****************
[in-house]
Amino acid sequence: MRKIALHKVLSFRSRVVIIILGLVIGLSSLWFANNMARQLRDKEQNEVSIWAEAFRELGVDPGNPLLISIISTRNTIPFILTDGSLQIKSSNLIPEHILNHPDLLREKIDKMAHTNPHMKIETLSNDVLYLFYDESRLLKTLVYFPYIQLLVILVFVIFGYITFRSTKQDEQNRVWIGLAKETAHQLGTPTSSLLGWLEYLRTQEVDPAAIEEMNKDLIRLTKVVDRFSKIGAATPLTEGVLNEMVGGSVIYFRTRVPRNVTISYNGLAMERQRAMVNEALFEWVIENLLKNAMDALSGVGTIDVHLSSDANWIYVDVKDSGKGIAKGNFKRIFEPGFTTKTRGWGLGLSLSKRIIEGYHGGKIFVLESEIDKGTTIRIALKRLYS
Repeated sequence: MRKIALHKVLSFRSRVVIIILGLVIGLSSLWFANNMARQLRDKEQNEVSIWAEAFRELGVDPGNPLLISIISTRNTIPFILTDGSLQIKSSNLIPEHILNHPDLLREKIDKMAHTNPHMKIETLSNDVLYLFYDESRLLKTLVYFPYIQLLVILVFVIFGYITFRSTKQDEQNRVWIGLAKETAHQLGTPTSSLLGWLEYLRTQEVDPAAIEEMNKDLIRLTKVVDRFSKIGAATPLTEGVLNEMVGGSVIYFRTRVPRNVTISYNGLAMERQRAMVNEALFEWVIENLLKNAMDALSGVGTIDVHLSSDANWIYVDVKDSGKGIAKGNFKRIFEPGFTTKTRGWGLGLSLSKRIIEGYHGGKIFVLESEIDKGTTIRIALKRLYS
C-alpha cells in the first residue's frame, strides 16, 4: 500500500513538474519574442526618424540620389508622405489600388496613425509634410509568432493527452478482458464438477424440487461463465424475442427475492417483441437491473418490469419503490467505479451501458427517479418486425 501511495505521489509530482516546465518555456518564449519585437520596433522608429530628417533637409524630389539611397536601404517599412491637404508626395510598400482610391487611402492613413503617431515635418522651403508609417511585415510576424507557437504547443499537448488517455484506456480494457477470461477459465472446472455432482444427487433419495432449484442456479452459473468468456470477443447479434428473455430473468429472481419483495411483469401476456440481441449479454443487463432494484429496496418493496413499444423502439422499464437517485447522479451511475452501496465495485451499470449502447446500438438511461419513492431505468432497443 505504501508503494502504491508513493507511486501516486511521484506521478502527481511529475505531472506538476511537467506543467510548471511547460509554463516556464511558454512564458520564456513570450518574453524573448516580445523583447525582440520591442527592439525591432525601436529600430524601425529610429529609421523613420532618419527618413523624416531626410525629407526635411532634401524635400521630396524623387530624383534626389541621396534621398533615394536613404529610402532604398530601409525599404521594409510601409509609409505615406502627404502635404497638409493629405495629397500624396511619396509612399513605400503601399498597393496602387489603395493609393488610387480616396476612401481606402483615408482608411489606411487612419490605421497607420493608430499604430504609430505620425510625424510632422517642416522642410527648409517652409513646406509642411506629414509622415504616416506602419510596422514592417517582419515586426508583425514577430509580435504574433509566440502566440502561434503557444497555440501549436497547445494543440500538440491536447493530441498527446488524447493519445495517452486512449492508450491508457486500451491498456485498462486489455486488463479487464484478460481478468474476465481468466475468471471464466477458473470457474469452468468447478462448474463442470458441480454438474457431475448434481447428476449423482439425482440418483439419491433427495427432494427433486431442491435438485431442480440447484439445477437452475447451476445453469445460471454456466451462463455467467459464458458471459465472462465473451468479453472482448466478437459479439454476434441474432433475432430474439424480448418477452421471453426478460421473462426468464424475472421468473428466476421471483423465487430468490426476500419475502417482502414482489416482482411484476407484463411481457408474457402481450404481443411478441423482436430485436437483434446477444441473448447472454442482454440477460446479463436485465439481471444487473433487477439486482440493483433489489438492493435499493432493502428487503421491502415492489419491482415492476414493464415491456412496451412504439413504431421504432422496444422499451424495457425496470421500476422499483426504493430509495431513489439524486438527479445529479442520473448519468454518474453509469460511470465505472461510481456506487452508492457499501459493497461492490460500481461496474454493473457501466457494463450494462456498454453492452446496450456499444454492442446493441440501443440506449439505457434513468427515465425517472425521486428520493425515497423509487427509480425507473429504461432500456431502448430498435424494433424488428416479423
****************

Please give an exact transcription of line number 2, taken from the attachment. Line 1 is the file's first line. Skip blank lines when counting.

Amino acid sequence: MRKIALHKVLSFRSRVVIIILGLVIGLSSLWFANNMARQLRDKEQNEVSIWAEAFRELGVDPGNPLLISIISTRNTIPFILTDGSLQIKSSNLIPEHILNHPDLLREKIDKMAHTNPHMKIETLSNDVLYLFYDESRLLKTLVYFPYIQLLVILVFVIFGYITFRSTKQDEQNRVWIGLAKETAHQLGTPTSSLLGWLEYLRTQEVDPAAIEEMNKDLIRLTKVVDRFSKIGAATPLTEGVLNEMVGGSVIYFRTRVPRNVTISYNGLAMERQRAMVNEALFEWVIENLLKNAMDALSGVGTIDVHLSSDANWIYVDVKDSGKGIAKGNFKRIFEPGFTTKTRGWGLGLSLSKRIIEGYHGGKIFVLESEIDKGTTIRIALKRLYS